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Replication for Transactional Data as a Solution RRS feed

  • Question

  • Hi,
       I have seen situations where replication was used for replicating master/static data from central to various stores. I have a scenario wherein even Transactional data that is being updated at each store, updates not only the store but also the central and in turn the central pushes the updates back to other stores. One of the approaches being considered is using SQL Server Replication.

    I am of the opinion of doing this from the application instead at the database level.

    Some of the points which lead me to that are-

    1. On insert/update of every records, this replication would need to kick in to achieve a near about real-time scenario. I am not sure if SQL Server would be able to handle that. I potentially see the database crawling in no time. I could be wrong though.
    2. The other thing is knowing that its very difficult to scale a database layer adds on to the above problem.
    Would appreciate your viewpoints on the same.

    -Sai
    Friday, February 2, 2007 12:38 PM

All replies

  • Hi Sai,

    Using any form of data replication or synchronization to address a near real-time transactional scenario is going to put a tremendous amount of load on your master data store under almost any architecture.  If you are in need of near real-time transaction processing, have you considered implementing an SOA architecture using a combination of synchronous and asynchronous interfaces instead of using individual data stores and replication?

    Graham

    Friday, February 2, 2007 11:15 PM
  • I have seen several prototype systems that used Service Broker for this type of operation.  Service broker provides full control over transaction scope so data gets shipped in near real time when the applications and network is available but also gets queued transactionally for times when the network is down or the application isn't available.  The advantage of using the database for messaging is that messages enjoy the full transactional, high availability features that you use to ensure the integrity of your data.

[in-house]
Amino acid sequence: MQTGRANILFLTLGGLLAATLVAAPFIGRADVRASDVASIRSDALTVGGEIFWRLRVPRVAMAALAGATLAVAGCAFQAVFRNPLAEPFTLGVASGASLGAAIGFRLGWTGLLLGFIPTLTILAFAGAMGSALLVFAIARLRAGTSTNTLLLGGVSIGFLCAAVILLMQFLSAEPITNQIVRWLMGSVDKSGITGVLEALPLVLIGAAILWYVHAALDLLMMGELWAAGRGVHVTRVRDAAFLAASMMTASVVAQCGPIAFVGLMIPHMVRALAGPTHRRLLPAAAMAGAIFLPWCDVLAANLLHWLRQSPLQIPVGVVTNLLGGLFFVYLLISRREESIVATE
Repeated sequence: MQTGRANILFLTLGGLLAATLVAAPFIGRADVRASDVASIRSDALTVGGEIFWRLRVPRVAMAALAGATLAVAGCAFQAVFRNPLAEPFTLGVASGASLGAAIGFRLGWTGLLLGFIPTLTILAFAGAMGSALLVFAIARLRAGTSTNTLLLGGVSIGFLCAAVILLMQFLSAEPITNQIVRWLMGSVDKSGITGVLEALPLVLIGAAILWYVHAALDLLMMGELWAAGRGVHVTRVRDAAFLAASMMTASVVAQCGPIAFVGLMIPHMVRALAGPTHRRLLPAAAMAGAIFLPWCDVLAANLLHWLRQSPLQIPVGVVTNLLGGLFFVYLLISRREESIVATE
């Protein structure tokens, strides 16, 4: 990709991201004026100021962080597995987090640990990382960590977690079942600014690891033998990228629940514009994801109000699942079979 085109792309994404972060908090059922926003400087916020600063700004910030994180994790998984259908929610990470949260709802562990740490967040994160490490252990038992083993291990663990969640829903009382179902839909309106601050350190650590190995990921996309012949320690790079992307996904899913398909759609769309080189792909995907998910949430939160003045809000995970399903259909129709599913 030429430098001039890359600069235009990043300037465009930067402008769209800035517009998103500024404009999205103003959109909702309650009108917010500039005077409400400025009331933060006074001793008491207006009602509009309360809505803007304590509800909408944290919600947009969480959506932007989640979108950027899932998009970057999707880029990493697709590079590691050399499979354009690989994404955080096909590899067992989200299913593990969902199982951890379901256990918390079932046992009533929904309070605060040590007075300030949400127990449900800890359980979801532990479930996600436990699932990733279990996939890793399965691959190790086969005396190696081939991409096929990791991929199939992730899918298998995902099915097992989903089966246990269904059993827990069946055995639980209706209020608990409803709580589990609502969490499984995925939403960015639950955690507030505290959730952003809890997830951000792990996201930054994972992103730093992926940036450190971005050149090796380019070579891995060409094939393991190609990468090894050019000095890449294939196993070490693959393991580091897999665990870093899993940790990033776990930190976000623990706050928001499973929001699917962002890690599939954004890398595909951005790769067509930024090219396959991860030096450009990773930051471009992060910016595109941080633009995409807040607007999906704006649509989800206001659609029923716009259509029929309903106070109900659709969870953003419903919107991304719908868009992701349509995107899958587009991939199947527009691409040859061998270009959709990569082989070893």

Sunday, February 4, 2007 1:41 AM
  • IMO the solution for your problem relies quite heavily on the use of the system with respect to update\modifying of transactional data (orders) in the system and the implementation of the data model inside the database.

    From the sounds of the description you have central node and several remotes nodes in the system, the remote nodes are required to send\update transactional (order) data to the central node in near real time - max 24 hr period lets say.

    Now the first question is then can the transactional data be modified from more that one place, i.e. does it only get modified at the remote node where it was created or can it be modified at other remote nodes or at the central node?

    The second question is near is 'near real time’?

    The third question how is the transactional data structured in the database ? - is it using a number (integer) based identity column or something more unique like a GUID, if it is using a GUID based identifiers then this makes replication of data very much easier as errors due to identical identity columns values should not occur.

    HTH

    Ollie Riches

    Monday, February 5, 2007 12:33 PM